Me and my wheelchair


I own a fine lightweight German wheelchair. I needed it when I was recovering from my left foot bone fusion surgery for Stage Four Flat Foot last January. I’m using it again, just at the office at the moment to save steps, and to take weight off my hip which needs to be replaced. I’m having the same surgery on my right foot in January that I had last year on my left. I will need it everywhere again come 2013 to keep the weight off my foot until the bones fuse, and this before my hip replacement surgery. I have to be able to walk to rehab with my new hip. I am fortunate to have a plan at work to cover the purchase of a wheelchair one a life-time up to $1,000, which is what I spent. Using the wheelchair is faster than my forearm crutches, and leaves my hands free to get water or coffee, or paper for photocopying. Most of this is really mundane until you are faced with stairs, doors too small for entry into washrooms, steep ramps, and multiple lifts to get around under Portage and Main for example. So last week I had my first

Wheelchair Dream

I’m  in my German designed and made Otto Bock wheelchair making my way around a slightly futuristic downtown Winnipeg. I’m well, but casually dressed for work,  done for the Friday payday.  It’s fall. I have a coat. I have my wooden walking cane, which I keep leaving at the shops I visit. I stop in an upscale lounge for a drink, which becomes two or three and I’m a little fuzzy leaving, and leaving my coat, and my stick. They retrieve two polished black canes, which I accept as adequate replacements.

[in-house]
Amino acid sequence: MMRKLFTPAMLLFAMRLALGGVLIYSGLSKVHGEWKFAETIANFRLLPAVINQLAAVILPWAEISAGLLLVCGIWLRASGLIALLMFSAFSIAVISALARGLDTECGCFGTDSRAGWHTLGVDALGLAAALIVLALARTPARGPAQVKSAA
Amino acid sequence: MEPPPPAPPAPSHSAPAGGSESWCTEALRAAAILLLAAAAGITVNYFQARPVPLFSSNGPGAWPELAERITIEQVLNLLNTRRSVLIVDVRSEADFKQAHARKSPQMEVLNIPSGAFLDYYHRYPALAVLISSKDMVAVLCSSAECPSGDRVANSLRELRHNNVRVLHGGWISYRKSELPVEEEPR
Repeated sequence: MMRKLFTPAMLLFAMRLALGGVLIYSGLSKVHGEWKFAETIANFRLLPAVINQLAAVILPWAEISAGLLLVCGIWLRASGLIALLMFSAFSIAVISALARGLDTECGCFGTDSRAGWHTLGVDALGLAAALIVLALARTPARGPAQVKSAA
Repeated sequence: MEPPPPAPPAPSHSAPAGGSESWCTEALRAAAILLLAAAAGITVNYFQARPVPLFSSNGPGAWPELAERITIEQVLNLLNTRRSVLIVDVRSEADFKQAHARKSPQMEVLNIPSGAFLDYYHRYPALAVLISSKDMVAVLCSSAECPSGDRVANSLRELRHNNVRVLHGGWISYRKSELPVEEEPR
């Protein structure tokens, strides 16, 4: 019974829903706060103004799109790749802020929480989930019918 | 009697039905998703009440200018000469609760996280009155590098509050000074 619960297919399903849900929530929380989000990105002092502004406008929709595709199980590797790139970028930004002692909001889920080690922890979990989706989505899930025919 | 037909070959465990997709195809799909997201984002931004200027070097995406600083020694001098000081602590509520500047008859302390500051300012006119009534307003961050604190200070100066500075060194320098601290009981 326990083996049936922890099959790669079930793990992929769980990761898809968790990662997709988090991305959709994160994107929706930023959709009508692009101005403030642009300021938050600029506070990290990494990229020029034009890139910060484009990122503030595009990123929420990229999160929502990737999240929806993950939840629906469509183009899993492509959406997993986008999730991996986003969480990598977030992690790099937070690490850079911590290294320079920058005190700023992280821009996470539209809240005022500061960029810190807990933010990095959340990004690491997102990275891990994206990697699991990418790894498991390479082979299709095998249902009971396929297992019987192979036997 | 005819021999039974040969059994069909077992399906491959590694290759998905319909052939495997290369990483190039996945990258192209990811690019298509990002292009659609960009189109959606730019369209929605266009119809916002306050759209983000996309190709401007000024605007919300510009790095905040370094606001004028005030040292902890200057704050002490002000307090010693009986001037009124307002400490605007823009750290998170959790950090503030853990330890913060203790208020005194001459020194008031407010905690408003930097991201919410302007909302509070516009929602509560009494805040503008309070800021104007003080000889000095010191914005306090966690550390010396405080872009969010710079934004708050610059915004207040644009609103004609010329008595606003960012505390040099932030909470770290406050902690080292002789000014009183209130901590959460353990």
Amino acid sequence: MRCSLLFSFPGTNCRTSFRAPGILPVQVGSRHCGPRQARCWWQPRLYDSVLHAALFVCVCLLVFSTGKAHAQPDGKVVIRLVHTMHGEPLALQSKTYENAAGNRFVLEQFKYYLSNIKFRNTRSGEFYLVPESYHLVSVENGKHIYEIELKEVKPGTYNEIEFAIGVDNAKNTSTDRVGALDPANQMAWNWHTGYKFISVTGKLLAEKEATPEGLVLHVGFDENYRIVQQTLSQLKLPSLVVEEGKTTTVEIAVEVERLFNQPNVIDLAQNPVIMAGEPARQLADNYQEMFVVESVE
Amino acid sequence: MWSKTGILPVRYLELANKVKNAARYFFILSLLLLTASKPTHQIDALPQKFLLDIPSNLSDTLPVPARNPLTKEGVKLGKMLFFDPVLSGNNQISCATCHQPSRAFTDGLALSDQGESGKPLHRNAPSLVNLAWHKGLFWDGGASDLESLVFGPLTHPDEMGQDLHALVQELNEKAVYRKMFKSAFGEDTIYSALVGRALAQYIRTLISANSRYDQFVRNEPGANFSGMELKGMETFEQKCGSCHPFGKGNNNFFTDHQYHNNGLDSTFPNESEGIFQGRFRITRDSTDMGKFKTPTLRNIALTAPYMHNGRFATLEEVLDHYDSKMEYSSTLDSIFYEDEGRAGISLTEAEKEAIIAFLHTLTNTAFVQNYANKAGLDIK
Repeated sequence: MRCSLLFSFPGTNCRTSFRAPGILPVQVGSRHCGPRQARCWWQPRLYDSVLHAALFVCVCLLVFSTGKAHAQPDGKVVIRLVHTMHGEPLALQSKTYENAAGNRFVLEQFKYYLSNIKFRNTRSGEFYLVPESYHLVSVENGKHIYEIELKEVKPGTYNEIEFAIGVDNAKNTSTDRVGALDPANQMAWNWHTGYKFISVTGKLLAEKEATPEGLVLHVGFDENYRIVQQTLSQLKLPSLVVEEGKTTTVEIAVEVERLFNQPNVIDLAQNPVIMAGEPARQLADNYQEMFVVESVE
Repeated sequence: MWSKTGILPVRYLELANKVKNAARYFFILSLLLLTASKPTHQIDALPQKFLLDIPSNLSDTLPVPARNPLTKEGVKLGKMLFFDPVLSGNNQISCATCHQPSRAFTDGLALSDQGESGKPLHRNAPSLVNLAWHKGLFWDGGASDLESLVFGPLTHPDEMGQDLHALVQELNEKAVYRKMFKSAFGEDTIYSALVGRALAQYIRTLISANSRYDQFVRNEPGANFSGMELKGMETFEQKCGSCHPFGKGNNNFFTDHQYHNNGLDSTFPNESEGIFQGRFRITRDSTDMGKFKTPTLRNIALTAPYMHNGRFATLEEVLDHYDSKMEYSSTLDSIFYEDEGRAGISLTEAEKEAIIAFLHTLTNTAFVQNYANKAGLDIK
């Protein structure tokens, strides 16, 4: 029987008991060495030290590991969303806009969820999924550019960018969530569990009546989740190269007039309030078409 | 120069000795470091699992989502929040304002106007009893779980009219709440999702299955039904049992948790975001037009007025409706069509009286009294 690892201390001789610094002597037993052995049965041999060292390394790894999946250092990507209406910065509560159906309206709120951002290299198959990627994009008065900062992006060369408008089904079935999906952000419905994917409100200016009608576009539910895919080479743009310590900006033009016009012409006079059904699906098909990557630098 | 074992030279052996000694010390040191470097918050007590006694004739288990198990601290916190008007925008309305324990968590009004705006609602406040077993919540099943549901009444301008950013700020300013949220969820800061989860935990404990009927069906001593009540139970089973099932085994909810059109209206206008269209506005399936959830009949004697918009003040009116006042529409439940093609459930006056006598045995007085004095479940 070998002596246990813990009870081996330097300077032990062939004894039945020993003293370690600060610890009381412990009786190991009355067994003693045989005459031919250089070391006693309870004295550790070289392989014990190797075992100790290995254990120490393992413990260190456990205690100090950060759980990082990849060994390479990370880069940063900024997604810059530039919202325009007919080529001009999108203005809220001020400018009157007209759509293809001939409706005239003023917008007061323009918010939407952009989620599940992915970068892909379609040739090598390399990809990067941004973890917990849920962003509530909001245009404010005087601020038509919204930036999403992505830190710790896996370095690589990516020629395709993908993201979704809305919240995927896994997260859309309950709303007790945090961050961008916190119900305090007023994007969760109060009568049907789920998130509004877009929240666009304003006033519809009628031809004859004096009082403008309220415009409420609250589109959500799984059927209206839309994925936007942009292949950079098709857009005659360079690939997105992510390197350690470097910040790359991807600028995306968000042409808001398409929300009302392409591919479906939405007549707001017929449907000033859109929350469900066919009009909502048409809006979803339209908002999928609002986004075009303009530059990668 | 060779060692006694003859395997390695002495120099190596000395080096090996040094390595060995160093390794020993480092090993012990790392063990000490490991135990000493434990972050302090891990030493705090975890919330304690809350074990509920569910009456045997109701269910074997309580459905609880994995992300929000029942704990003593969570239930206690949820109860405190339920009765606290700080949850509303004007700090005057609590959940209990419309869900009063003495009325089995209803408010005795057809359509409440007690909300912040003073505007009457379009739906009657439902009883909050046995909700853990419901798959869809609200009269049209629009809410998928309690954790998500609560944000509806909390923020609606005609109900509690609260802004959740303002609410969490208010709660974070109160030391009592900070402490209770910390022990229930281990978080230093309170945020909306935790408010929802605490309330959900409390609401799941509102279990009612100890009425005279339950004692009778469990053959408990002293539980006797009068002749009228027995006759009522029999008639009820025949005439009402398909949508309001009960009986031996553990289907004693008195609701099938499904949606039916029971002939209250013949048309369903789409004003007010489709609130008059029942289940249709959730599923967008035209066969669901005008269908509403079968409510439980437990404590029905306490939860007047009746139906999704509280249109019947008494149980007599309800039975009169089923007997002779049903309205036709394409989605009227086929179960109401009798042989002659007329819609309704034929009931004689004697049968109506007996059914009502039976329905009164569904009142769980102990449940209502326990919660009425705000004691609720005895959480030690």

I have trouble with the elevator, but get down to street level, which I don’t recognize with a big Target façade and an HMV where the Bay should be. I head to the HMV to buy the new Dianna Krall cd, but am met with a row of wickets out of my reach if I stay in the chair. I stand with the help of my sticks and buy the Krall and a couple of other cds. I have a helluva time getting back to the street and then need to cross Portage from Plug In. Once on the north side I discover a raised wheelchair path with a downward slope toward Maryland, which I ride. Fast, slightly terrifying, but the motion is invigorating, until I realize I am lost in the St. James industrial park.

This entry was posted in Dreams, Health, Uncategorized. Bookmark the permalink. Both comments and trackbacks are currently closed.



Blog Subscription

To receive notification of new articles.